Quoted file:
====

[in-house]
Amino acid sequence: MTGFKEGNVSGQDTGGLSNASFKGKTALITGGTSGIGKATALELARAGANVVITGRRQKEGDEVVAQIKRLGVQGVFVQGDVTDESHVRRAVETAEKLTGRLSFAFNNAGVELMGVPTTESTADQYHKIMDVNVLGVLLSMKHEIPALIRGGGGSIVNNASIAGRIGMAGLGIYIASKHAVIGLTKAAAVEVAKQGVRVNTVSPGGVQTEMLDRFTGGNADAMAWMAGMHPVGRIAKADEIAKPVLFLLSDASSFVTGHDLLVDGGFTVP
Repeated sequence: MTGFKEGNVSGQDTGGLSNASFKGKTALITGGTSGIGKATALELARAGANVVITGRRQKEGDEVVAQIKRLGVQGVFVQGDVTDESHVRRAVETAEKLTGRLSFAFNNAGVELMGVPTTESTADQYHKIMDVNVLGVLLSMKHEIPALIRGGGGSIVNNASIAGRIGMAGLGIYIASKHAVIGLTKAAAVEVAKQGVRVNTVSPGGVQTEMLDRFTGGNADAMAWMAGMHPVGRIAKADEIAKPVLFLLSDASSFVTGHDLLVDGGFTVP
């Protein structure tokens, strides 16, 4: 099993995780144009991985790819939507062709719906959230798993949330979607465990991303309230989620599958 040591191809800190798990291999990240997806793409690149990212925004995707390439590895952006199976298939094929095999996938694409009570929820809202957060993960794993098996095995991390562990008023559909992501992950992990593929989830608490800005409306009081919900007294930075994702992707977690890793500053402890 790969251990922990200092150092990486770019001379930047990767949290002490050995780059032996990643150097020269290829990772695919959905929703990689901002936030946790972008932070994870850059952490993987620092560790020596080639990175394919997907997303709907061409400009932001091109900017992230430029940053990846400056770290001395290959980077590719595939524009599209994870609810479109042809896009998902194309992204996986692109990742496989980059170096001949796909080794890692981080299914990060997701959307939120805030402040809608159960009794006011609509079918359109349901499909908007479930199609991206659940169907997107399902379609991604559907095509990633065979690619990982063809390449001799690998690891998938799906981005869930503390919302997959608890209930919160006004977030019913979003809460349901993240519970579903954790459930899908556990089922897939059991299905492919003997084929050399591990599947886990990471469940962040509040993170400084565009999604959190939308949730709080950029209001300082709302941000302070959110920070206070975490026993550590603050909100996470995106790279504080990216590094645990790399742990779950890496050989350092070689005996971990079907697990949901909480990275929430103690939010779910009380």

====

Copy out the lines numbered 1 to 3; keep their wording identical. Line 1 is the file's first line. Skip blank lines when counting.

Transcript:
[in-house]
Amino acid sequence: MTGFKEGNVSGQDTGGLSNASFKGKTALITGGTSGIGKATALELARAGANVVITGRRQKEGDEVVAQIKRLGVQGVFVQGDVTDESHVRRAVETAEKLTGRLSFAFNNAGVELMGVPTTESTADQYHKIMDVNVLGVLLSMKHEIPALIRGGGGSIVNNASIAGRIGMAGLGIYIASKHAVIGLTKAAAVEVAKQGVRVNTVSPGGVQTEMLDRFTGGNADAMAWMAGMHPVGRIAKADEIAKPVLFLLSDASSFVTGHDLLVDGGFTVP
Repeated sequence: MTGFKEGNVSGQDTGGLSNASFKGKTALITGGTSGIGKATALELARAGANVVITGRRQKEGDEVVAQIKRLGVQGVFVQGDVTDESHVRRAVETAEKLTGRLSFAFNNAGVELMGVPTTESTADQYHKIMDVNVLGVLLSMKHEIPALIRGGGGSIVNNASIAGRIGMAGLGIYIASKHAVIGLTKAAAVEVAKQGVRVNTVSPGGVQTEMLDRFTGGNADAMAWMAGMHPVGRIAKADEIAKPVLFLLSDASSFVTGHDLLVDGGFTVP